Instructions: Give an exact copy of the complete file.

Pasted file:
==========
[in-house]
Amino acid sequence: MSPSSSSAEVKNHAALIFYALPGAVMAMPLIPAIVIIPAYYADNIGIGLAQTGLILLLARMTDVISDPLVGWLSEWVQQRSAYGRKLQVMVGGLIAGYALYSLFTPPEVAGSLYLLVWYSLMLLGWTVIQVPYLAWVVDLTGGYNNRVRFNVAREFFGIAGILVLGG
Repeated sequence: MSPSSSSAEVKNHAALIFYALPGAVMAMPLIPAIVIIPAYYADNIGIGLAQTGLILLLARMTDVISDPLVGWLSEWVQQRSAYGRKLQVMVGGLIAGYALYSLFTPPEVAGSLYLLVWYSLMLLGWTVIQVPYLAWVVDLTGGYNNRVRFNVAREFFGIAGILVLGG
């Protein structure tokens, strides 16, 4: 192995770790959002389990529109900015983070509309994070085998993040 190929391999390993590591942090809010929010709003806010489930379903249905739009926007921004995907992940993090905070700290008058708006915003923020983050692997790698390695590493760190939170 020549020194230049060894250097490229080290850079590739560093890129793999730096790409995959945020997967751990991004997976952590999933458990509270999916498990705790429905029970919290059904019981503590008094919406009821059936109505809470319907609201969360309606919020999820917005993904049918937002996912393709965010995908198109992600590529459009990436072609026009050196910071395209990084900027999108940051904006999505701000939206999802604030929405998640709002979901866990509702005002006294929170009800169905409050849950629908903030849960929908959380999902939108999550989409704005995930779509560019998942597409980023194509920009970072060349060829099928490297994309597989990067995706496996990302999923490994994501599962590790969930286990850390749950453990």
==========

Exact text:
[in-house]
Amino acid sequence: MSPSSSSAEVKNHAALIFYALPGAVMAMPLIPAIVIIPAYYADNIGIGLAQTGLILLLARMTDVISDPLVGWLSEWVQQRSAYGRKLQVMVGGLIAGYALYSLFTPPEVAGSLYLLVWYSLMLLGWTVIQVPYLAWVVDLTGGYNNRVRFNVAREFFGIAGILVLGG
Repeated sequence: MSPSSSSAEVKNHAALIFYALPGAVMAMPLIPAIVIIPAYYADNIGIGLAQTGLILLLARMTDVISDPLVGWLSEWVQQRSAYGRKLQVMVGGLIAGYALYSLFTPPEVAGSLYLLVWYSLMLLGWTVIQVPYLAWVVDLTGGYNNRVRFNVAREFFGIAGILVLGG
């Protein structure tokens, strides 16, 4: 192995770790959002389990529109900015983070509309994070085998993040 190929391999390993590591942090809010929010709003806010489930379903249905739009926007921004995907992940993090905070700290008058708006915003923020983050692997790698390695590493760190939170 020549020194230049060894250097490229080290850079590739560093890129793999730096790409995959945020997967751990991004997976952590999933458990509270999916498990705790429905029970919290059904019981503590008094919406009821059936109505809470319907609201969360309606919020999820917005993904049918937002996912393709965010995908198109992600590529459009990436072609026009050196910071395209990084900027999108940051904006999505701000939206999802604030929405998640709002979901866990509702005002006294929170009800169905409050849950629908903030849960929908959380999902939108999550989409704005995930779509560019998942597409980023194509920009970072060349060829099928490297994309597989990067995706496996990302999923490994994501599962590790969930286990850390749950453990």